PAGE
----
New technologies are only as good as the added value they can deliver. For IoT – the “Internet of Things” – that path has been slow. The first IoT implementations date back to the mid-’80s. The uptake of this technology, however, only recently started. Several factors have contributed, including costs. As costs have come down dramatically since those early days and continue to fall, more and more applications come into reach. Total evaluated costs for some use cases can be below $10 per “thing” per year. These prices imply high ROI considering the value of the collected data. One of the reasons why IoT is taking off traces to this – affordability is here now.
Challenge of IoT implementations
Costs, however, are not the only explanation. Two other factors delayed the uptake and contributed to the classical “hype cycle” as Gartner defines it. The first is related to the complexity of the implementation. IoT is not in itself a technology, but rather a combination of different technologies. Each of these requires its expertise. Compared to many IT implementations, IoT is much more complicated. As a result, although many companies claim they can deliver adequate IoT solutions, only very few possess the complete set of capabilities needed. That set should also include experience in operating IoT systems, as some of the unique challenges in that area need to be taken into account during the design phase. Many IoT projects are not set up well from the start. The fact that the planning for the period after technical completion is often forgotten, further challenges this suboptimal set up. At its core, introducing IoT means a change of work processes and organizations. This change affects people. As everyone who has tried to introduce a change in an organization knows – this is always difficult. As a result, many IoT projects have failed.
Standardization of end-to-end IoT solutions
Interoperability between elements of the IoT “stack” has improved through standardization. This process will continue. This means that creating IoT solutions by combining different components delivered by specialized companies has become a viable path. As these individual elements are delivered at scale to many applications, this approach lowers overall project risk compared to the traditional bespoke solutions. It also reduces the lead time to value significantly.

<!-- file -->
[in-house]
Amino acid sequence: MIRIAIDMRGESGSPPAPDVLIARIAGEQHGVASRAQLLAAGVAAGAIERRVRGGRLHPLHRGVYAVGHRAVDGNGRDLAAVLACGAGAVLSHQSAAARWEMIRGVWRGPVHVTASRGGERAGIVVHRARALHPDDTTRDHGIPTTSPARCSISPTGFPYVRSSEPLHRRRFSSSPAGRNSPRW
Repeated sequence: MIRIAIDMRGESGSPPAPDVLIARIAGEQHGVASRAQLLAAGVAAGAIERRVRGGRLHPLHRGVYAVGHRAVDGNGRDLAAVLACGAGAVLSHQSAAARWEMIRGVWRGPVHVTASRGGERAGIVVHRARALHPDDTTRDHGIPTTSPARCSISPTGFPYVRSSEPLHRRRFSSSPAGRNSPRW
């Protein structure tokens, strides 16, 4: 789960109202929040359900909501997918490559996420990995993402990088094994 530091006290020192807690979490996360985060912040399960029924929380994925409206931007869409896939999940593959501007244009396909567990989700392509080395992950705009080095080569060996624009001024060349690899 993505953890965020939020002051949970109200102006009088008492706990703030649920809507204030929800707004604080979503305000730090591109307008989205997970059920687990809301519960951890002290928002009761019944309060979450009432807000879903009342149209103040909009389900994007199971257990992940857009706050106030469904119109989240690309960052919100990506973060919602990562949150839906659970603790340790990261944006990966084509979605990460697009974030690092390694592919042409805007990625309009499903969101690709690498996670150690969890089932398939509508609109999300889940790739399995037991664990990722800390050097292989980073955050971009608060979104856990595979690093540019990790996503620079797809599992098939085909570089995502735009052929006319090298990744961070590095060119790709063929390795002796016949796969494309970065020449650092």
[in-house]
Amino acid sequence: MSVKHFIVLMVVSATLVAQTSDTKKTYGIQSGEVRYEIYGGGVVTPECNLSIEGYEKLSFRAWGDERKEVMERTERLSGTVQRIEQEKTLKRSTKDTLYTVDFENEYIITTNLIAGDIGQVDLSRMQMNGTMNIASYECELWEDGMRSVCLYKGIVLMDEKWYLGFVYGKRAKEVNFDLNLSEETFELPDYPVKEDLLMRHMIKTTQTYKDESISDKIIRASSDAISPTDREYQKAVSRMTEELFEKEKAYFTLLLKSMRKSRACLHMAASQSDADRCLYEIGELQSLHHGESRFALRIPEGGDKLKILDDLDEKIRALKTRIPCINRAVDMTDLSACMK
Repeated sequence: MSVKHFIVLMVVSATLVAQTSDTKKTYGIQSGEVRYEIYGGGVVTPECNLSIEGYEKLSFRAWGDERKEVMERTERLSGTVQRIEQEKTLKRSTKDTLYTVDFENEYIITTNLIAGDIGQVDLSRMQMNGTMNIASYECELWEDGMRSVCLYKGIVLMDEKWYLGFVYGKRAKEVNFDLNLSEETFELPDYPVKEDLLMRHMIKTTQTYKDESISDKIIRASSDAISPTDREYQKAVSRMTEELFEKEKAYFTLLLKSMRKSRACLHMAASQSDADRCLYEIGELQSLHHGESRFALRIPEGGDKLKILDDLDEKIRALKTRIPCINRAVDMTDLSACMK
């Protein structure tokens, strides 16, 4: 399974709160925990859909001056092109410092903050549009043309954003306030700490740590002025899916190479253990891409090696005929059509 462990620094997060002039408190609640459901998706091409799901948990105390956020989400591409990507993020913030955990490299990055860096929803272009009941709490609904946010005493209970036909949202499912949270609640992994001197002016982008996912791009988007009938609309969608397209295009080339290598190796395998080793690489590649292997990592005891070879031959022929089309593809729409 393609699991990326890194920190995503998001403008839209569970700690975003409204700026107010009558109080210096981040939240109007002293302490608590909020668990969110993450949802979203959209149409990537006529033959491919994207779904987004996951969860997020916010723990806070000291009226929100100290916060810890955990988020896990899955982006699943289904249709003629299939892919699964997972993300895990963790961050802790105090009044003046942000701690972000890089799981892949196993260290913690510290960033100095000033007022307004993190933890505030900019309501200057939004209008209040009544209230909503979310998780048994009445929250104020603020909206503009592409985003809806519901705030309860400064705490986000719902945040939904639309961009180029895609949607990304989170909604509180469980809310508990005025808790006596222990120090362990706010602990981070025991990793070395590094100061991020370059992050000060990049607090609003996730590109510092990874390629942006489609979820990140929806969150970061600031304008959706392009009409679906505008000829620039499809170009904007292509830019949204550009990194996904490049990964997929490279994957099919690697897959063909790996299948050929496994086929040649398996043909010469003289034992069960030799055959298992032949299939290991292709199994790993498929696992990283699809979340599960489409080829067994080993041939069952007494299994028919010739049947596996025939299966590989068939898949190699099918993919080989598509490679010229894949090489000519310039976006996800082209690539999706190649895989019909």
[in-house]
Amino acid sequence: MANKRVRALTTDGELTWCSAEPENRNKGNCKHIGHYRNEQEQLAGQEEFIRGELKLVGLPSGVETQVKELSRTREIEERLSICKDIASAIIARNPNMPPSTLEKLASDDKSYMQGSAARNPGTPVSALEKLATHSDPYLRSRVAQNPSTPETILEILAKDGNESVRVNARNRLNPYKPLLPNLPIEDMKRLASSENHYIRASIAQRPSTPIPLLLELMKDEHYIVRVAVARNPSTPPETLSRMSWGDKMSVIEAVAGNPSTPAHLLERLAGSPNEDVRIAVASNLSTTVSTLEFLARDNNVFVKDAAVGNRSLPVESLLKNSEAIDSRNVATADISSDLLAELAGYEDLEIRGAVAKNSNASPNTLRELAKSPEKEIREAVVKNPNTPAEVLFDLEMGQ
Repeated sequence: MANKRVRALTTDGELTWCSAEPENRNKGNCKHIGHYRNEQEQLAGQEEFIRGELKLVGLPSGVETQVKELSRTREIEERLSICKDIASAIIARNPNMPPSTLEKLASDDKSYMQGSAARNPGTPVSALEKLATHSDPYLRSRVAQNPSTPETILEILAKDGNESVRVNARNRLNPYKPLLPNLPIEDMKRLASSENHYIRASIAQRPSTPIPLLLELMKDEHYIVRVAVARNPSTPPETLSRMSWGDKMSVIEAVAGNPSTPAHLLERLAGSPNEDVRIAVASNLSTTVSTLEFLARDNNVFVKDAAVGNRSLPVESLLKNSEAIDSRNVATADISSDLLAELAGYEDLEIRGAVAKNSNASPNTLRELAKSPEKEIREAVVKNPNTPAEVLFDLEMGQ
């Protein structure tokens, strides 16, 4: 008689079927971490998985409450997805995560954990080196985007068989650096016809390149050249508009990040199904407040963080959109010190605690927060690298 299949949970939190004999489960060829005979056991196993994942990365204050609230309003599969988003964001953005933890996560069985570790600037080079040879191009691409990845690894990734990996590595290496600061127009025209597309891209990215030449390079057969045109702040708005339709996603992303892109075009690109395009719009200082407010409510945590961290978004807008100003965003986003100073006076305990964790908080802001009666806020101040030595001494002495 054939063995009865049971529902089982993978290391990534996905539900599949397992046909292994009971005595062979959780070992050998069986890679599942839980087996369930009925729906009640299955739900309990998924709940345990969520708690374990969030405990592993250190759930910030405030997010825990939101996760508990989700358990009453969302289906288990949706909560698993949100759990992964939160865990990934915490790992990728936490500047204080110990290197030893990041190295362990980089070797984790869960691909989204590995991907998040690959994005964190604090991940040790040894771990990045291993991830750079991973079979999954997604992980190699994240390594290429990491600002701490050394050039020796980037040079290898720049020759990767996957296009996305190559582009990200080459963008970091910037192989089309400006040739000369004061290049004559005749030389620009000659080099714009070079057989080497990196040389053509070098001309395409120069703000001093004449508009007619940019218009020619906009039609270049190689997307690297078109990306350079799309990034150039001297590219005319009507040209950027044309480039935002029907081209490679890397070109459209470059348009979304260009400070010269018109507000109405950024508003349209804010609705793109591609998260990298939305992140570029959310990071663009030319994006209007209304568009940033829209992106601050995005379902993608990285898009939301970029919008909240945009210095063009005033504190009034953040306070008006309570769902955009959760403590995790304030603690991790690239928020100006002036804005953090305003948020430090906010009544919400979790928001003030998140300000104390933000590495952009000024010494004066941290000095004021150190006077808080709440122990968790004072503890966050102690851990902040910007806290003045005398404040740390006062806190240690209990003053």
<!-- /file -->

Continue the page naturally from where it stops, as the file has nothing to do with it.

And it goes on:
Identifying more applications through data
A second factor has to do with the delivery of value. IoT projects that complete the first hurdles – the technical implementation and the successful acceptance by the organization – often deliver more value than anticipated. This outcome is related to “the value of data”. In a typical case, an IoT project may start by delivering a “point solution” – with a singular objective that is easy to understand and for which the business case is explained in simple terms. Once the system is active and starts accumulating data in the cloud, the organization identifies new applications that use this data. With the acceleration in advanced data processing that uses AI and Machine Learning, data will become ever more valuable.
A classic example where IoT found traction early is the distribution of liquid goods used as raw materials in production processes or critical operations like hospitals. Without remote monitoring, the supplier has to rely on historical information (which may not be reliable) or frequent personal contact with the end-user. By adding monitoring through an IoT implementation, the tank level can be tracked remotely from a central control center, alerts can be automated, and refills can be organized in time. That is sufficient justification for the project if a “run-out” has significant consequences in risks or costs. Once this system is up and running, the real-time inventory data can also be used for optimizing the distribution organization, planning of production, and rationalizing (often delaying) the need for investments in distribution equipment or production equipment. Although this seems straightforward, it is often difficult for organizations to include these benefits in their decision process – which makes IoT projects look a lot less attractive than they are. In most cases, a significantly larger part of the value-added is delivered by the broader digital transition than by the original point solution that justified it.
Better understanding of the value of data
The success rate of IoT projects is increasing because suppliers and users understand the factors described here better. This rate is also related to the fact that many senior managers in companies now understand the potential of data-driven decisions and digital transformation and direct planning of their IoT projects accordingly. As the costs of IoT keep going down and data becomes more valuable through advances in data processing technologies, the speed of IoT implementation will further accelerate.